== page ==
At an open meeting on September 19, 2007, the Securities and Exchange Commission (the “SEC” or “Commission”) voted unanimously to adopt, jointly with the Board of Governors of the Federal Reserve System (the “Board”), new Regulation R. Regulation R implements the bank broker provisions of the Gramm-Leach-Bliley Act of 1999 (“GLB Act”) and represents the culmination of a nearly decade-long process in which several federal agencies have attempted to implement the congressional intent underlying the GLB Act. The Board is scheduled to meet on September 24, 2007, to consider adopting Regulation R as well. Because the adopting release and text of the final rules have not yet been published, the descriptions in this advisory are based on statements made by commissioners and staff at the open meeting.

SEC Chairman Christopher Cox noted that Regulation R brings the legislative promise provided by the GLB Act to fulfillment and represents a tremendous display of interagency cooperation. Specifically, Chairman Cox stated that Regulation R will finally provide customers with the synergies expected by the GLB Act, fortify competition among service providers and generally lower the cost of brokerage services for investors.

Erik R. Sirri, Director of the Division of Market Regulation, noted that the final rules are substantially similar to the rules as originally proposed with only some technical changes to address commenters’ concerns. Regulation R will provide banks with the following exemptions from broker-dealer registration for the following limited bank securities transactions:

  • Networking Exception – allows banks to receive compensation for referring bank customers to broker-dealers if certain conditions are met.
  • Trust and Fiduciary Activities Exception – permits a bank to effect securities transactions in a trustee or fiduciary capacity if it is “chiefly compensated” for those transactions, consistent with fiduciary principles and standards, on the basis of specifically enumerated types of fees.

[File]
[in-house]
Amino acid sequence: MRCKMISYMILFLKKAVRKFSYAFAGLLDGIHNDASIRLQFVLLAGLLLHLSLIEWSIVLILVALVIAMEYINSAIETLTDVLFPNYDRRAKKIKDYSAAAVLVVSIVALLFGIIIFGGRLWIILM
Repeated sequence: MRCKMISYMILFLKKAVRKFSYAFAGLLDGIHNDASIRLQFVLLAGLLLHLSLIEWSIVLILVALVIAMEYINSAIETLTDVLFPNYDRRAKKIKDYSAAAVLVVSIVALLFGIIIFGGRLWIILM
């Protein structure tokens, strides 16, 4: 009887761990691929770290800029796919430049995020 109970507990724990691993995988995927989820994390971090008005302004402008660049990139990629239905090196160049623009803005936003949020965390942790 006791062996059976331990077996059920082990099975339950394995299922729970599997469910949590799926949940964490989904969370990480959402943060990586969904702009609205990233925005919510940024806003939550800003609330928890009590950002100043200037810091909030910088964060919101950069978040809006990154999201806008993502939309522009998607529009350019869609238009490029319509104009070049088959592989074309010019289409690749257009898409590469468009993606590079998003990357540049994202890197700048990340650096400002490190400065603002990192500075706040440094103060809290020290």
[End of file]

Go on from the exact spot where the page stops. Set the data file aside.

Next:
• Sweep Accounts and Transactions in Money Market Funds Exception – permits a bank to sweep deposits into no-load, money market funds.
  • Safekeeping and Custody Exception – permits banks to perform specified services in connection with the safekeeping and custody of securities.
  • Transactions in Investment Company Securities Exemption – permits banks to effect certain transactions in mutual funds and in certain variable insurance products that are registered, and funded by a separate account, through the National Securities Clearing Corporation, directly with a transfer agent, or directly with an insurance company or a separate account that is excluded from the definition of transfer agent.
  • Transactions in Company Securities Exemption – permits a bank to effect a transaction in the securities of a company directly with a transfer agent acting for the company as long as certain conditions are met.
  • Securities Lending Exemption – provides an exemption for noncustodial securities lending activities that would have been otherwise voided by the Regulatory Relief Act.
  • Regulation S Securities Exemption – provides an exemption to allow banks to effect certain agency transactions involving Regulation S securities.
  • Section 29 Exemptions – provides banks with a transitional 18-month exemption to prevent their contracts from being void or voidable under Section 29(b) of the Securities Exchange Act of 1934 (the “Exchange Act”).

Regulation R supersedes all other proposed or final rules issued by the Commission with regard to the definition of “broker” under the Exchange Act including, but limited to Rules 3a4-2 through 3a4-6, 3b-17 (adopted in 2001 to address the Commission’s initial interpretation of the GLB Act) and proposed Rules 710 through 781. Accordingly, any discussion or interpretation of such proposed or finals rules shall not be applicable to the single set of rules adopted by the Commission.

Regulation R provides banks with a transitional exemption until the first day of their first fiscal year commencing after September 30, 2008. This transition period is designed to give banks time to make any necessary changes to come into compliance with the Exchange Act provisions relating to the broker definition.